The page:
ISO 20022 proves its credentials in harmonisation efforts
A relatively mature standard in Europe, momentum is building behind ISO 20022 globally as its benefits across a wide range of financial services activities become more apparent.
Since the first reflections on the Single Euro Payments Area (SEPA) credit transfer (SCT) in 2008, momentum has built behind its underlying standard, ISO 20022. A common global messaging standard, the attraction of ISO 20022 lies in its ability to be flexible enough to work with current technologies and be adapted to any new technologies that emerge. It is also a richer format that allows more information to be sent within a message. In Europe’s payments landscape, the standard is now used for SEPA direct debits (introduced in 2009) and instant payments (SCT Inst, introduced in November 2017). In the securities industry, ISO 20022 has been used for Target2-Securities, the European Central Bank’s (ECB’s) securities settlement mechanism, which was launched in waves since 2015.
The migration of correspondent banking messages from the MT world to ISO 20022 will be difficult because it will be an exciting and long-lasting multi-stakeholders project. The industry will have to invest a great deal in this, but in the long term it will help us to save costs by delivering higher rates of straight through processing and fewer operational risks as the transported information is richer
Deputy Head of Interbank Relationships, Global Transaction Banking
SWIFT, which is the Registration Authority for ISO 20022, has launched a survey to gain market feedback on migrating financial messages, and especially the correspondent banking ones, from the MT series on to ISO 20022. This is an interesting time for the industry as it is caught between two worlds: the open and richer world of ISO 20022 and the private and globally used world of SWIFT’s MT message. In the correspondent banking business, the move from the MT world to ISO 20022 will need to be handled carefully as it is a totally new approach impacting all financial institutions. However, it will be worth it because of the newness and fullness of ISO 20022 versus the MT series.
The momentum behind ISO 20022 can be attributed to two main reasons – the need to overhaul aging central bank systems and the success that has already been seen with SEPA and other similar initiatives around the world in retail payments. The potential of ISO 20022 for market infrastructures is being explored globally: Australia, Japan and Switzerland have been frontrunners. Elsewhere, the Bank of England has committed to introduce ISO 20022 for the high-value payments system CHAPS and in the US, the Fed is introducing ISO 20022 as part of a payments system. The ECB will also move its new high value payments system on to the standard by November 2021.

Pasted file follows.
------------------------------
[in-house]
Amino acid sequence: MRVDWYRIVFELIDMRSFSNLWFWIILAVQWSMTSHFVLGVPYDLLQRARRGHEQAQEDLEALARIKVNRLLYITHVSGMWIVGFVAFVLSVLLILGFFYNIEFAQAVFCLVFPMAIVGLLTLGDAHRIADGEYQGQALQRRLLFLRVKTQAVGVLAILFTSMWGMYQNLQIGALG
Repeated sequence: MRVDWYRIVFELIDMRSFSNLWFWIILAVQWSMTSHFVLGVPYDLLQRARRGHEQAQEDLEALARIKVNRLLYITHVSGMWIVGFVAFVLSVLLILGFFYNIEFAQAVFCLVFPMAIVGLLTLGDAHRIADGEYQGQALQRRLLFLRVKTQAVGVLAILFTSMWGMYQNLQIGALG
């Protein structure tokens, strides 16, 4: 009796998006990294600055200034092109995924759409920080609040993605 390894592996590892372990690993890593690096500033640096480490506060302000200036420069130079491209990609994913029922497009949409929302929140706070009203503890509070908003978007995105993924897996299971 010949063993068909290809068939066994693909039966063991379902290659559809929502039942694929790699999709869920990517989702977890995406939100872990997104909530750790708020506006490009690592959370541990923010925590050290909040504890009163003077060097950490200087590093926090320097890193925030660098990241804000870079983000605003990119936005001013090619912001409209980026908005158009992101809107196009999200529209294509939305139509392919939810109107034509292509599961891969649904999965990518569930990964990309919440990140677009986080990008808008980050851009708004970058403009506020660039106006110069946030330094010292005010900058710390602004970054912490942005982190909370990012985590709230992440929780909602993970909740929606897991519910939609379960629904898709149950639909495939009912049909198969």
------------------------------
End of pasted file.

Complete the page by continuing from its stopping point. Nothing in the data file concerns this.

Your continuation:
In retail payments, the experience with SEPA has demonstrated the potential of a richer format for banks and their customers. Information not just about the payment itself, but also regarding other activities such as reporting can be sent with messages. This helps banks and their clients to improve decision making and also delivers more opportunities for new commercial and business capabilities. For example, ISO 20022 will give banks the opportunity to add non-financial information for new use cases by customers, such as geolocation information that could be used to help prevent fraud.
ISO 20022 migration is not just technical. Change management will be a key factor in facilitating migration to ISO 20022 and ensuring its success
Head of Interbank Relationships, Global Transaction Banking
The migration to ISO 20022 involves high costs, but if the industry is to reap the full benefits of this standard a fully-fledged, smooth migration is required within a reduced timeframe. Also required is an understanding that migration is not just technical, but also involves change management in front, middle and back offices and on the client side. Training of staff here will be required so they understand this new format and its potential. Harmonisation is also important, again not just from a technical viewpoint but also in terms of business rules; banks don’t tend to use the same message in the same way, with tiny differences between countries and also within the same country.
By participating in industry groups such as HVPS+, the Payments Market Practice Group, etc., financial institutions can ensure standard market practices are well-defined and adopted, which will help to ensure the successful conversion of MT messages into ISO 20022 ones. International banks that operate in multiple countries, like Societe Generale, welcome harmonisation efforts as they lead to less costs and operational risks. Harmonisation also creates more business opportunities, so it is worth investing time in this. Over the medium to long term, financial institutions will reap the fruits of migration to ISO 20022, which is why they should welcome the migration and embrace harmonisation efforts.